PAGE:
In multiple places around the city, protesters hurled gasoline bombs at police, who responded by firing tear gas and water cannons. A number of protesters were detained.
Police said in a statement that some masked rioters had damaged shops, committed arson and placed nails on roads. They also said they halted two approved pro-democracy rallies due to the mayhem.
In one of those rallies, thousands gathered at a public square overlooking the city's harbor to press for the passage of a U.S. bill that could place diplomatic action and economic sanctions on Hong Kong over human rights violations. U.S. lawmakers have passed the bill, which still needs Senate backing.
The chaos Saturday underlined the depth of anger in protests that began in early June over a now-shelved plan to allow extraditions to mainland China but have since swelled into a movement seeking other demands, including direct elections for the city's leaders.
A move last month by Hong Kong's leader, Carrie Lam, to invoke emergency powers to impose a face mask ban was slammed by protesters as crimping their right to assemble.
The increasingly violent unrest, with more than 3,000 people detained since the protests began, has hurt the reputation of one of the world's top financial hubs. The city has slipped into recession for the first time in a decade as it grapples with the turmoil and the impact from the U.S.-China trade war.
The civil disobedience has posed a big challenge for Beijing, which vowed Friday to prevent foreign powers from sowing acts of "separatism, subversion, infiltration and sabotage" in Hong Kong.
In a Communist Party document released after its Central Committee meeting this past week, Beijing said it would "establish and strengthen a legal system and enforcement mechanism" to safeguard national security in Hong Kong.
Hong Kong, which has a separate legal system from mainland China, has tried to enact anti-subversion legislation before, only to have the measure shelved amid formidable public opposition. Beijing may be indicating it is preparing to take matters into its own hands by having the National People's Congress issue a legal interpretation forcing the enactment of such legislation.
Actress and activist Jane Fonda spent a night in a local jail after her fourth arrest in as many weeks while participating in a climate change demonstration on Capitol Hill.
The 81-year-old Oscar winner was among more than 40 people arrested Friday while sitting in the atrium of the Hart Senate Office Building. A spokesman for Fire Drill Fridays, Ira Arlook, says Fonda was the only one who spent the night in jail, her first as part of the ongoing demonstration.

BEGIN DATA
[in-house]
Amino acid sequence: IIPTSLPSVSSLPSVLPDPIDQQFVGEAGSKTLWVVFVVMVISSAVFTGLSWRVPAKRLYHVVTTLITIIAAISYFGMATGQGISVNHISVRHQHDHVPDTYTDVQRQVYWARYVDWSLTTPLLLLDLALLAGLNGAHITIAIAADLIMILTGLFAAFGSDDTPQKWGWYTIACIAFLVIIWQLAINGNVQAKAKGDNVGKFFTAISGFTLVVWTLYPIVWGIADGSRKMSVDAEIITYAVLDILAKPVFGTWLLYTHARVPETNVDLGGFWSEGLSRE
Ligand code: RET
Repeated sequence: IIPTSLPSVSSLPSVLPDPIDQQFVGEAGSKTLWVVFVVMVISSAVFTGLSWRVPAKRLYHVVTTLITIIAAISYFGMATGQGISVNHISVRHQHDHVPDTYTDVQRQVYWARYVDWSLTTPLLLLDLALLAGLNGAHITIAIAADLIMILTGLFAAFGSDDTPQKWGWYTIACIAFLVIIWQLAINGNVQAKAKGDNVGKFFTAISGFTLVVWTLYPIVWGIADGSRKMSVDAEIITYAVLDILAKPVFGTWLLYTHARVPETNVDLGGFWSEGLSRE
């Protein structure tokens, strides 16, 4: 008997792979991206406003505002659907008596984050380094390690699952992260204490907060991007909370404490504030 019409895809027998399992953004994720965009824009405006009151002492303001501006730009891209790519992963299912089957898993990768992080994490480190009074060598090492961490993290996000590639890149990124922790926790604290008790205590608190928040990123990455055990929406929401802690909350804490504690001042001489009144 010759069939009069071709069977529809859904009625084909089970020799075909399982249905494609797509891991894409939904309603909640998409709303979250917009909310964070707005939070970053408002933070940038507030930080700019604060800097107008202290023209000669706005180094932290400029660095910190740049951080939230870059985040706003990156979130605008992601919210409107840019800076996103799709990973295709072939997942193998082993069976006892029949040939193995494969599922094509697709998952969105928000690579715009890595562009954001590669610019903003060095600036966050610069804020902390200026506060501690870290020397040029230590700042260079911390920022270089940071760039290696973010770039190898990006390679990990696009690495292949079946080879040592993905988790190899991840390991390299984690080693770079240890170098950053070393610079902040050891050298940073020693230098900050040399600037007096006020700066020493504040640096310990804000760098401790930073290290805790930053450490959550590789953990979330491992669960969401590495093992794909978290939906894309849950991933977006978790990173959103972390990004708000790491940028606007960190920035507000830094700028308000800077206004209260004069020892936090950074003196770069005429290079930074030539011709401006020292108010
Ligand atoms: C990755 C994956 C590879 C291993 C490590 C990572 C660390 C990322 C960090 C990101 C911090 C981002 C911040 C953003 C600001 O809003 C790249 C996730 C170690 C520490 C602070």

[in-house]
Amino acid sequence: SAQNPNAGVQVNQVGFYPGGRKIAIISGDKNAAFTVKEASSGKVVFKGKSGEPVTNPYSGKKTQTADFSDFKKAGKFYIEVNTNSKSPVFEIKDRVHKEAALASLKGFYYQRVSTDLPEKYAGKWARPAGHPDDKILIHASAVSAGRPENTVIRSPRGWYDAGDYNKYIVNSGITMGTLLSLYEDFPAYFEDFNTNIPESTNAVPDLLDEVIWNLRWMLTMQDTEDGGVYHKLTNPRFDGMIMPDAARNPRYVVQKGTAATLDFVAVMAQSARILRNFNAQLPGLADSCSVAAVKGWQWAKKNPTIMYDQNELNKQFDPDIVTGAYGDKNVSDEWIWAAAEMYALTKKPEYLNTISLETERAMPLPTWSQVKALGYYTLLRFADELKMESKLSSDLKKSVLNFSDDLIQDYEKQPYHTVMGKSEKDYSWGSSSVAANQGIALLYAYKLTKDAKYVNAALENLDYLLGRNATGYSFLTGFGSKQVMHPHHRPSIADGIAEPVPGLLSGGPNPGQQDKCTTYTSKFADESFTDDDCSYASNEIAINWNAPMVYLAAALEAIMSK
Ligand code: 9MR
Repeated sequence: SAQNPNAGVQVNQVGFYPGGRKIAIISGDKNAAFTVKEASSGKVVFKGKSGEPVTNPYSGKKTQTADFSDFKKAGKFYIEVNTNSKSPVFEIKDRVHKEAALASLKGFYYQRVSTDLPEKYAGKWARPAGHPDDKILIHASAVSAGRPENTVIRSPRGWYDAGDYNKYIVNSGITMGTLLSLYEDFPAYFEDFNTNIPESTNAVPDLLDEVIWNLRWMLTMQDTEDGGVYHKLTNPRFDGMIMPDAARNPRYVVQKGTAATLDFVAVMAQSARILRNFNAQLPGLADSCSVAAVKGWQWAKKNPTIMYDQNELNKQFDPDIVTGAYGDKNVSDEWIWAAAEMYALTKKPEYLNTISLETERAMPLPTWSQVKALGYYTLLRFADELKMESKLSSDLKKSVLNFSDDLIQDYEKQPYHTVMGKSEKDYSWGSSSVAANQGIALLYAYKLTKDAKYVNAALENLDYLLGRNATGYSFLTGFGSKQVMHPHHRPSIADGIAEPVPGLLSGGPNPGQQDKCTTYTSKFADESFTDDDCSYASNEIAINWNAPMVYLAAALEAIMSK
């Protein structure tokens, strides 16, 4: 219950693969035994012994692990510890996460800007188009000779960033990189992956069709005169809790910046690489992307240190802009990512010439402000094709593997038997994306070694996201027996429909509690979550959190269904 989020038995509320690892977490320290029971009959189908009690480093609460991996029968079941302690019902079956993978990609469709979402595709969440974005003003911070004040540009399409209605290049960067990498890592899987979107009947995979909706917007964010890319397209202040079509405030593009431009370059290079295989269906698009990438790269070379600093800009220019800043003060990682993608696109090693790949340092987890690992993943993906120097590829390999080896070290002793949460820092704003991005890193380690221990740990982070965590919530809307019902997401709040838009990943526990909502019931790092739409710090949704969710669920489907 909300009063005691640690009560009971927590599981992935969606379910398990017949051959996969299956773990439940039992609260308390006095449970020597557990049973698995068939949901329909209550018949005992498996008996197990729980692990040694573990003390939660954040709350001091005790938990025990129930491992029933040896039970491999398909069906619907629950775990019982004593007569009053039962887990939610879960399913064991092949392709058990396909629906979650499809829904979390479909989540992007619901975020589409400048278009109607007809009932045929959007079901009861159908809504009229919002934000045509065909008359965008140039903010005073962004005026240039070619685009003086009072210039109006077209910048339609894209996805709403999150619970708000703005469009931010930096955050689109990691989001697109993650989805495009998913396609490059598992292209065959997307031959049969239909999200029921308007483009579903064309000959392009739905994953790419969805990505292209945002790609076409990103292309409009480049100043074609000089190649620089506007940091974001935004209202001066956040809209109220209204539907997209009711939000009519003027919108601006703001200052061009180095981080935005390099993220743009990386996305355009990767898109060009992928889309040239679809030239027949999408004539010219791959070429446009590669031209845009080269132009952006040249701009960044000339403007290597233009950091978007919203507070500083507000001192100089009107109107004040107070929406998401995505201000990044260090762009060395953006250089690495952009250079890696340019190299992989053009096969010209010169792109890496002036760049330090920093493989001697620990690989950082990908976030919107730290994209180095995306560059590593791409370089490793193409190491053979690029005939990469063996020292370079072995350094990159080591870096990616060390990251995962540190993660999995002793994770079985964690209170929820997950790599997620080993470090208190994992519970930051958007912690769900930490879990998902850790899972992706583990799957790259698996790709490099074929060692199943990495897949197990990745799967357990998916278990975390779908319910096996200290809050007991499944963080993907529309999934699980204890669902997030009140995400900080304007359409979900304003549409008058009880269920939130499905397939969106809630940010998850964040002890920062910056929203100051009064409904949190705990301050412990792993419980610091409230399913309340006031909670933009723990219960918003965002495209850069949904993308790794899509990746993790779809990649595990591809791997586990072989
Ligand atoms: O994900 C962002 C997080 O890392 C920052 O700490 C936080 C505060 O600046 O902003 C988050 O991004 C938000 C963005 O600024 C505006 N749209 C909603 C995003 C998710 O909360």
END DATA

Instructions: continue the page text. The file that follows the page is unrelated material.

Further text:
Arlook says Fonda appeared in Superior Court about 1 p.m. Saturday and was released.
Fonda has said she plans to get arrested every Friday as she advocates for reducing the use of fossil fuels. A rally with speakers on various climate-related topics precedes the civil disobedience.
Bristling at Elizabeth Warren's suggestions that he's a milquetoast moderate with small ideas, presidential candidate Joe Biden countered Saturday that he offers a "bold" vision for the country and warned that Democratic primary voters should not get distracted by the party's increasingly tense battle over ideological labels.
It was a departure from Biden's usual campaign speech and signaled perhaps a new phase of Democrats' search for a nominee to take on President Donald Trump, with Warren, the leading progressive candidate, and Biden, the top choice for most moderates and establishment liberals, ratcheting up the intensity three months ahead of the Iowa caucuses.
"The vision I have for this country, there's nothing small about it. It is like going to the moon," Biden told supporters in Des Moines, as he hit the high points of a policy slate that would increase the federal government's spending and scope on everything from health care to the climate crisis.
Without naming Warren, the former vice president said his ideas — such as a "public option" to compete alongside private health insurance, as opposed to Warren's "Medicare-for-All" plan run altogether by the government — actually set the progressive standard in 2020 for a simple reason: They're more achievable.
"I'm not promising anything crazy," Biden said. "But it's a vision — a vision of how we can get things done."
With reporters afterward, Biden zeroed in on Warren's estimated $20 trillion price tag for the first decade of single-payer insurance. "Getting that plan through, even in a Democratic Congress," Biden predicted, "would be difficult."
Biden's latest volleys came barely 12 hours after Warren used Iowa Democrats' annual fundraising gala to draw sharp distinctions in the Democratic field, though she, like Biden, avoided naming opponents.